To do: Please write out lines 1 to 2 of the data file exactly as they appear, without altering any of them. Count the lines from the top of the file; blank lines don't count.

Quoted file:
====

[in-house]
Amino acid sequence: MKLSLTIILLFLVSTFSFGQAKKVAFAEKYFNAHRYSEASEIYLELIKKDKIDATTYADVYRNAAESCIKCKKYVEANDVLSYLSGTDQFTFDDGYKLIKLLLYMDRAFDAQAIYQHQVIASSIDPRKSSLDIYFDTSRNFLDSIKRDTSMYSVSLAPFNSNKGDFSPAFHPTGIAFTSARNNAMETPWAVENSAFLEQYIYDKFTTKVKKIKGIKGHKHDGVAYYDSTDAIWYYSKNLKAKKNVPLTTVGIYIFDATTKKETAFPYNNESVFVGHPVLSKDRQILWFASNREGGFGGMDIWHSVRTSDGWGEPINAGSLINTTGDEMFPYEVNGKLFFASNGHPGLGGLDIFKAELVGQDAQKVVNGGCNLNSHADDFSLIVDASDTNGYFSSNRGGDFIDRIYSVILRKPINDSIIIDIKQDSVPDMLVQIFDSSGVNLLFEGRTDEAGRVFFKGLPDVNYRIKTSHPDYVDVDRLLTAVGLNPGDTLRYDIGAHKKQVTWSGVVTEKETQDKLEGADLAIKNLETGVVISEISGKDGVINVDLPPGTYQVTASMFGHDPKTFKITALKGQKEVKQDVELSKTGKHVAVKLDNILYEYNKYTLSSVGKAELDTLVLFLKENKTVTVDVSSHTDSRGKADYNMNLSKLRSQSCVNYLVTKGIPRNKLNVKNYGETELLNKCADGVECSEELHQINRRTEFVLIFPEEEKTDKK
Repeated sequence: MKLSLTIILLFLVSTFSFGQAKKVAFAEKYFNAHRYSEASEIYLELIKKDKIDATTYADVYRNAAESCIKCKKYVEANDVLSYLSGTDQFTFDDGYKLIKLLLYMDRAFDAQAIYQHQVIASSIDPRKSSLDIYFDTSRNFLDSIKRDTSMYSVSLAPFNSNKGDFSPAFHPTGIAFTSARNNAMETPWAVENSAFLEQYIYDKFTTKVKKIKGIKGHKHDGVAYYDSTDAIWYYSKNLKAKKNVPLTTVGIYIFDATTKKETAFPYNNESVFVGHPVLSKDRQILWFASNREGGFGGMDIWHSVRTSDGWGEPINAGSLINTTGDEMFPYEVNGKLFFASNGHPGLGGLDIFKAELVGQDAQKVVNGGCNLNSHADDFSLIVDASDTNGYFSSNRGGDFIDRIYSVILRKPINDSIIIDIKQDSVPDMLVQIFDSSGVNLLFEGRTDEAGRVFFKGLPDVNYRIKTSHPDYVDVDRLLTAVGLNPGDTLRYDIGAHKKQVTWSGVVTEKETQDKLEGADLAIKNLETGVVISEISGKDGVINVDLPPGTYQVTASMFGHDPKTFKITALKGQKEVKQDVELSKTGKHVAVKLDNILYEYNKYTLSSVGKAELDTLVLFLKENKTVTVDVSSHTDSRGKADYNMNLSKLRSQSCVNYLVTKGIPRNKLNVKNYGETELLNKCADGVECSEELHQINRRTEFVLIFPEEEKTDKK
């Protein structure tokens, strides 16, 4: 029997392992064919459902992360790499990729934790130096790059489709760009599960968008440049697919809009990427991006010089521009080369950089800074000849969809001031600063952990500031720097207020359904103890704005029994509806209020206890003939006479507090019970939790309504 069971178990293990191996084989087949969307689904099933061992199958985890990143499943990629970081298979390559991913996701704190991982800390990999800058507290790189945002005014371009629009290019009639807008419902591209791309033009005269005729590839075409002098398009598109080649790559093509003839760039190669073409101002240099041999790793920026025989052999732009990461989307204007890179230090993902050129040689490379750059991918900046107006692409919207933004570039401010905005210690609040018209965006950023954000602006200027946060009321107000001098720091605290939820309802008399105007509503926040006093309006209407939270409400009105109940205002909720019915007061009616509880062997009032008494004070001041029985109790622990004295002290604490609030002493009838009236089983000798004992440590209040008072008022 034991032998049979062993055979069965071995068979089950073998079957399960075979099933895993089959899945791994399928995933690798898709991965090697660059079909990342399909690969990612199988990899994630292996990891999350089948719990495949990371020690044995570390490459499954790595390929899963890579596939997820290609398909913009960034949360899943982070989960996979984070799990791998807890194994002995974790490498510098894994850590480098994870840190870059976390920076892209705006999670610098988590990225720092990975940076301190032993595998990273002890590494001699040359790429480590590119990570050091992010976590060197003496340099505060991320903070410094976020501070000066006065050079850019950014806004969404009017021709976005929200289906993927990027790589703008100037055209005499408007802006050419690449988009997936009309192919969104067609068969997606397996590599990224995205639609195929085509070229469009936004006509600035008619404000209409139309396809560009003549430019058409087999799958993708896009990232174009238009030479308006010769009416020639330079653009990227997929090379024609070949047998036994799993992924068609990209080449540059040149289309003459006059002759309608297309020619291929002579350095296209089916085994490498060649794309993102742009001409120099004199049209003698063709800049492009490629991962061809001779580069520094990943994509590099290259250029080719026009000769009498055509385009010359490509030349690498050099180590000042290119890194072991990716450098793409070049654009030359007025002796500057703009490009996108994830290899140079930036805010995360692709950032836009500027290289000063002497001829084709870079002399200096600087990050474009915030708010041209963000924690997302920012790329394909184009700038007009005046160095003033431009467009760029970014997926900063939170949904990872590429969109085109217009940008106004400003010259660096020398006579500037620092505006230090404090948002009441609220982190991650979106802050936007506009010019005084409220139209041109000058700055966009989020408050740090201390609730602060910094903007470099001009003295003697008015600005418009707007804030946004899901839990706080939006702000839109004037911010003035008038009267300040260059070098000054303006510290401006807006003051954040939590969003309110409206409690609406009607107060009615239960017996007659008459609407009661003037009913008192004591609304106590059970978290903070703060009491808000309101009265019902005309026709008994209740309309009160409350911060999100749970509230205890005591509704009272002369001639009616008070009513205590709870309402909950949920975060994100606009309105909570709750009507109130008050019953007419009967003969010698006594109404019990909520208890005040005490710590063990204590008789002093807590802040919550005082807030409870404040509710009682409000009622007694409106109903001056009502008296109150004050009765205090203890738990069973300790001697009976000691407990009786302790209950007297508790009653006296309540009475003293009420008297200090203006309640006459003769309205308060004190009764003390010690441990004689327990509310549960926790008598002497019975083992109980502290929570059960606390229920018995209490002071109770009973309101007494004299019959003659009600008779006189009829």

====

[in-house]
Amino acid sequence: MKLSLTIILLFLVSTFSFGQAKKVAFAEKYFNAHRYSEASEIYLELIKKDKIDATTYADVYRNAAESCIKCKKYVEANDVLSYLSGTDQFTFDDGYKLIKLLLYMDRAFDAQAIYQHQVIASSIDPRKSSLDIYFDTSRNFLDSIKRDTSMYSVSLAPFNSNKGDFSPAFHPTGIAFTSARNNAMETPWAVENSAFLEQYIYDKFTTKVKKIKGIKGHKHDGVAYYDSTDAIWYYSKNLKAKKNVPLTTVGIYIFDATTKKETAFPYNNESVFVGHPVLSKDRQILWFASNREGGFGGMDIWHSVRTSDGWGEPINAGSLINTTGDEMFPYEVNGKLFFASNGHPGLGGLDIFKAELVGQDAQKVVNGGCNLNSHADDFSLIVDASDTNGYFSSNRGGDFIDRIYSVILRKPINDSIIIDIKQDSVPDMLVQIFDSSGVNLLFEGRTDEAGRVFFKGLPDVNYRIKTSHPDYVDVDRLLTAVGLNPGDTLRYDIGAHKKQVTWSGVVTEKETQDKLEGADLAIKNLETGVVISEISGKDGVINVDLPPGTYQVTASMFGHDPKTFKITALKGQKEVKQDVELSKTGKHVAVKLDNILYEYNKYTLSSVGKAELDTLVLFLKENKTVTVDVSSHTDSRGKADYNMNLSKLRSQSCVNYLVTKGIPRNKLNVKNYGETELLNKCADGVECSEELHQINRRTEFVLIFPEEEKTDKK